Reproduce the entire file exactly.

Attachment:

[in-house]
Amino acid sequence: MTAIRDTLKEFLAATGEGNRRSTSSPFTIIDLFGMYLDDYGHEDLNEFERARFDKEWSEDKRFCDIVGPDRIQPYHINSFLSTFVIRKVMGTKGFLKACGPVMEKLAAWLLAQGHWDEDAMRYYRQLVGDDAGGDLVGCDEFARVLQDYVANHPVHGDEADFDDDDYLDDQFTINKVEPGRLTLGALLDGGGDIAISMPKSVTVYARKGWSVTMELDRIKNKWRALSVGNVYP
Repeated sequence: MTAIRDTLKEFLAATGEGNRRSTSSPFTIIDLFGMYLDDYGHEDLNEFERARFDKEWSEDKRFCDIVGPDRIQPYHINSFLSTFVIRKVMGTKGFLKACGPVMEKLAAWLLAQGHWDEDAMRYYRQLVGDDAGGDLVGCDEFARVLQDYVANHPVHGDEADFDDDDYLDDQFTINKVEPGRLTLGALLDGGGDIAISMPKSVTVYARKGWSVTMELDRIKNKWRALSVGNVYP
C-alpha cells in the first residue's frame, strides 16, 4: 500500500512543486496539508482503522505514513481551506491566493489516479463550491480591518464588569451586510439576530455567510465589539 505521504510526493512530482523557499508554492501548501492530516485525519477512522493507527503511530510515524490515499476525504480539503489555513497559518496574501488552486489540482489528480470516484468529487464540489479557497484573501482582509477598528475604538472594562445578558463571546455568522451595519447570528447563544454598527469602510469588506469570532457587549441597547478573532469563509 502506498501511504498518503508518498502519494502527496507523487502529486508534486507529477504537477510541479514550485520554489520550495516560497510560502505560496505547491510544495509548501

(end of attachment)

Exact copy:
[in-house]
Amino acid sequence: MTAIRDTLKEFLAATGEGNRRSTSSPFTIIDLFGMYLDDYGHEDLNEFERARFDKEWSEDKRFCDIVGPDRIQPYHINSFLSTFVIRKVMGTKGFLKACGPVMEKLAAWLLAQGHWDEDAMRYYRQLVGDDAGGDLVGCDEFARVLQDYVANHPVHGDEADFDDDDYLDDQFTINKVEPGRLTLGALLDGGGDIAISMPKSVTVYARKGWSVTMELDRIKNKWRALSVGNVYP
Repeated sequence: MTAIRDTLKEFLAATGEGNRRSTSSPFTIIDLFGMYLDDYGHEDLNEFERARFDKEWSEDKRFCDIVGPDRIQPYHINSFLSTFVIRKVMGTKGFLKACGPVMEKLAAWLLAQGHWDEDAMRYYRQLVGDDAGGDLVGCDEFARVLQDYVANHPVHGDEADFDDDDYLDDQFTINKVEPGRLTLGALLDGGGDIAISMPKSVTVYARKGWSVTMELDRIKNKWRALSVGNVYP
C-alpha cells in the first residue's frame, strides 16, 4: 500500500512543486496539508482503522505514513481551506491566493489516479463550491480591518464588569451586510439576530455567510465589539 505521504510526493512530482523557499508554492501548501492530516485525519477512522493507527503511530510515524490515499476525504480539503489555513497559518496574501488552486489540482489528480470516484468529487464540489479557497484573501482582509477598528475604538472594562445578558463571546455568522451595519447570528447563544454598527469602510469588506469570532457587549441597547478573532469563509 502506498501511504498518503508518498502519494502527496507523487502529486508534486507529477504537477510541479514550485520554489520550495516560497510560502505560496505547491510544495509548501